ROJoson’s Preceptorship of Medical Students in the Outpatient Department of the Philippine General Hospital

ROJoson’s Preceptorship of Medical Students in the Outpatient Department of the Philippine General Hospital

by Reynaldo O Joson on Monday, November 21, 2011 at 11:15pm

ROJoson’s Preceptorship of Medical Students in the Outpatient Department of the Philippine General Hospital


Preceptorship is a common and useful learning activity in medical education.  It is period of practical experience and training for a medical student or small group of students, that is supervised by an expert or specialist in a particular field.


During my medical student days, I had gone through preceptorship in all the clinical departments in the Philippine General Hospital (PGH).  The preceptorship could be one time with a consultant or for one whole semester with one consultant or different consultants. What I liked best during my medical student days was the preceptorship being held once a week for one whole semester, a total of about 12 weekly meetings. Because of this long interaction, a student tended to remember his/her consultant preceptor and his / her teachings.  A consultant preceptor in surgery I remember I was under for one whole semester circa 1972 and whom I came to like most was Dr. Romeo Gutierrez because of his simplicity and humility in teaching. He was later to become my wedding godfather in 1987.


When I became a faculty of the Department of Surgery of the University of the Philippines (UP) College of Medicine (CM) and Philippine General Hospital in 1982, up to the present, 2011, I have been doing preceptorships year in and year out.  From 1982 up to 2004, whole semester preceptorships were being done for Level IV medical students.  One-time preceptorships were being done in higher levels.  With the advent of a new curriculum, organ-system integration, in 2005, preceptorships have been on a “one-time with a consultant basis.”  Personally, as a faculty, I prefer whole semester preceptorships with the same students.  Though more tedious, I usually get a greater satisfying feeling of being able to conduct a more complete and comprehensive teaching-learning activity with my students.  I am able to evaluate them better and have the opportunities to ensure they really learn and learn more in the subsequent meetings. I am able to get to know my students well.  Lastly, at the end of the semester-long preceptorship, with my investment in time and effort to teach them well, I can and like to feel I really did a “teacher” thing  (hopefully, my students will appreciate this and can remember me as one of their teachers or as once their teacher).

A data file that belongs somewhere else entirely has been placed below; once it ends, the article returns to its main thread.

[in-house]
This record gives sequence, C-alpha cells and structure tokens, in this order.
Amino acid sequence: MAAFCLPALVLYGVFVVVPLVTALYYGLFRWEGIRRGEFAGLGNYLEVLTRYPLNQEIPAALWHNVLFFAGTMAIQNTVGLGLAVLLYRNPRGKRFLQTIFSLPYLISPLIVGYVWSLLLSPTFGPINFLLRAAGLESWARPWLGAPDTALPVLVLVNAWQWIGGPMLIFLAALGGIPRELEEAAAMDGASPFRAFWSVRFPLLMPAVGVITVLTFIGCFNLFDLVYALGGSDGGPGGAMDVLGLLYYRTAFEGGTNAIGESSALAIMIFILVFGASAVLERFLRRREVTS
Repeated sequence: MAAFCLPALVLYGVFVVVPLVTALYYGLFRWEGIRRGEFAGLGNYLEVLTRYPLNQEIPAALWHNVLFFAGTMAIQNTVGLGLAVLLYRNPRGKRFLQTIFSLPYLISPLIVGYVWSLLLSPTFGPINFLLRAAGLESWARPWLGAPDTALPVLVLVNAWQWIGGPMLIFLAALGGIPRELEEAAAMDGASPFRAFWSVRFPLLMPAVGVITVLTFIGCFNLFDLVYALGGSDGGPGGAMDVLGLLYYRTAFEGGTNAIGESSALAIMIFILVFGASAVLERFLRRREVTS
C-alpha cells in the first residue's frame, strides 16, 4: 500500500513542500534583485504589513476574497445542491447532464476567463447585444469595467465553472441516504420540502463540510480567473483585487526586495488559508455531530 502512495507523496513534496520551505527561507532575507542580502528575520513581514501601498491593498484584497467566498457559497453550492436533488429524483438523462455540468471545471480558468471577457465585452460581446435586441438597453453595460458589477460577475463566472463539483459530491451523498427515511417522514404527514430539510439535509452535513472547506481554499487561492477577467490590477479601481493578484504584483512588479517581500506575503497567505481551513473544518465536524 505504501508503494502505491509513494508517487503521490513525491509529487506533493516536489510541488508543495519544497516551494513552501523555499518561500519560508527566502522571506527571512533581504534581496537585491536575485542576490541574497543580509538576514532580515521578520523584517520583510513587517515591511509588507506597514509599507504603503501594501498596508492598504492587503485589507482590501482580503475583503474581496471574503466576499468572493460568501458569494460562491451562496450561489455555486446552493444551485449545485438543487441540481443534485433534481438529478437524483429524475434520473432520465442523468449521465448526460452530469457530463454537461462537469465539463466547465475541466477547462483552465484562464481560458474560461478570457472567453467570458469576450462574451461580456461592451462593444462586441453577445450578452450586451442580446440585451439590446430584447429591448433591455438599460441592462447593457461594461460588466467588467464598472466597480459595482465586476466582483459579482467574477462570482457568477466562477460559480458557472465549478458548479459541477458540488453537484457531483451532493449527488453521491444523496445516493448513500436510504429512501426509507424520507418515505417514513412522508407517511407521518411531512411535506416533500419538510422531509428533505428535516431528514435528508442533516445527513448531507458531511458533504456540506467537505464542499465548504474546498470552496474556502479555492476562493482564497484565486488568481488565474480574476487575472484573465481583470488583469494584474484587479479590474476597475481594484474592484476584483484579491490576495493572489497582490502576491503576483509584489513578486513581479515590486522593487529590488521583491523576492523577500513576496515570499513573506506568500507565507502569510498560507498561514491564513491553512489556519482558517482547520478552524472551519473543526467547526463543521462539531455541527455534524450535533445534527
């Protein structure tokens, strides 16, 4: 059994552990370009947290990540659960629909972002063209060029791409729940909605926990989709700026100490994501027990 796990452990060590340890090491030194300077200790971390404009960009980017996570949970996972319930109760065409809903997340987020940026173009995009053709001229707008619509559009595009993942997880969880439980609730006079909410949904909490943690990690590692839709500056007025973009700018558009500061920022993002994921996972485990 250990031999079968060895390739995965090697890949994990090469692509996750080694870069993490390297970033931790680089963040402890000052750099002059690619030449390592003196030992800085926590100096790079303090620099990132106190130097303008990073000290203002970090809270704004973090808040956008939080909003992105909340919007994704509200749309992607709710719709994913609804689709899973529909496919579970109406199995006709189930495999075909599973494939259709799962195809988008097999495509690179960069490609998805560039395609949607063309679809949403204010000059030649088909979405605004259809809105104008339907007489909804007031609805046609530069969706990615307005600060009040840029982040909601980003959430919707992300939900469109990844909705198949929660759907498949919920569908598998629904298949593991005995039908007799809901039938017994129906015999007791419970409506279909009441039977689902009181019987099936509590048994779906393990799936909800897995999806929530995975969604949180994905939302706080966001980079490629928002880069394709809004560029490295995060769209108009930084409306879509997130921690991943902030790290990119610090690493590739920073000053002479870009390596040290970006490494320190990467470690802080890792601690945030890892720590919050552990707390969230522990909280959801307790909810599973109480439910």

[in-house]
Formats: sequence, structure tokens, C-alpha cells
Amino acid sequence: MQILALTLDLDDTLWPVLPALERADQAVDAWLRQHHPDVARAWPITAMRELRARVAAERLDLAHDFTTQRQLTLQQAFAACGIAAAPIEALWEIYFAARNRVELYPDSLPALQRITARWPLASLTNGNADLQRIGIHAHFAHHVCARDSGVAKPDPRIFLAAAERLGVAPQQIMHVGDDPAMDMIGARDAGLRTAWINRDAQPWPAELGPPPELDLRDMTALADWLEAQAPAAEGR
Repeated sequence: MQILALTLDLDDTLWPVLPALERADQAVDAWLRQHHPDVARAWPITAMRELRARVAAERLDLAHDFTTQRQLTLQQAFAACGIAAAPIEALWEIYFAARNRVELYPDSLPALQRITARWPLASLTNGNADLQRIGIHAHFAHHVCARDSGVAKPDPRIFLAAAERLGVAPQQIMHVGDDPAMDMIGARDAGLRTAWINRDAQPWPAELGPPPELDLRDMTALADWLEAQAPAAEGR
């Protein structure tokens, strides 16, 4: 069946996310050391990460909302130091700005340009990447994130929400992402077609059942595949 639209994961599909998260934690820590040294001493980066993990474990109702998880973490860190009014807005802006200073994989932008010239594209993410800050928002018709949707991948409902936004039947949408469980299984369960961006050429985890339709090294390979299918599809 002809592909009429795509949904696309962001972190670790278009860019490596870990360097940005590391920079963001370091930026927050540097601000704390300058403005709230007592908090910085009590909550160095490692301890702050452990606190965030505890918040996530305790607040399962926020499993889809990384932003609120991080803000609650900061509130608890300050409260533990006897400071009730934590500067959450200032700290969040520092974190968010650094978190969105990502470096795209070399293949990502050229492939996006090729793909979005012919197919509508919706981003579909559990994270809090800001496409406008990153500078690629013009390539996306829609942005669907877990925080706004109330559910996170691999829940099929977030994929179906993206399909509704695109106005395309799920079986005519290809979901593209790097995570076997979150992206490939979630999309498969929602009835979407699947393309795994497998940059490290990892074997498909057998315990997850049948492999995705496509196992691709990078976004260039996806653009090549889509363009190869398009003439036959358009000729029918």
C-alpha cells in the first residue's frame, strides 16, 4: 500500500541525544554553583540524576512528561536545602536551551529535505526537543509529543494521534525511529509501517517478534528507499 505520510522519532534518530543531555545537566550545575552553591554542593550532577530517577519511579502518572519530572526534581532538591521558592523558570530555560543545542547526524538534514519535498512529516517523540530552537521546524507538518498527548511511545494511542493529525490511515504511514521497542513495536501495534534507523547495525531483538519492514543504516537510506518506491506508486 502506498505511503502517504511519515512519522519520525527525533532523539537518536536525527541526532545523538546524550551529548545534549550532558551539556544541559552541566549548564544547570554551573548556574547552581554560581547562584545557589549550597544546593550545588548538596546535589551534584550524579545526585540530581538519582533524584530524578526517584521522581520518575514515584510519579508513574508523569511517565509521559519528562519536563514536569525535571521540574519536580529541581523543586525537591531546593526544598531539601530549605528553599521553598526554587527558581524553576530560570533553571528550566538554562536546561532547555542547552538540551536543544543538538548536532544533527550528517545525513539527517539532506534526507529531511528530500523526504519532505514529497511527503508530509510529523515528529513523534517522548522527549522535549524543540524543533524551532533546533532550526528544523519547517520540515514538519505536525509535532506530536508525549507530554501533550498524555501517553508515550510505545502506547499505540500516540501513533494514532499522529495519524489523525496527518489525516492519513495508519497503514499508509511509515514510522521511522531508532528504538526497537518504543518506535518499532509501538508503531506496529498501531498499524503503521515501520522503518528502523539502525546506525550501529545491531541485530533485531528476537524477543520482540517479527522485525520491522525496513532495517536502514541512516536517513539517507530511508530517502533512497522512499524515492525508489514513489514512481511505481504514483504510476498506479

Below are pictures circa 2003 in a preceptorship that I conducted for Year Level IV medical students of the UP College of Medicine in the Outpatient Department of the Philippine General Hospital, where the students applied the management of a patient processes that I taught them the week before.  Note: I still do such kind of preceptorship in PGH for UPCM students as to the present.





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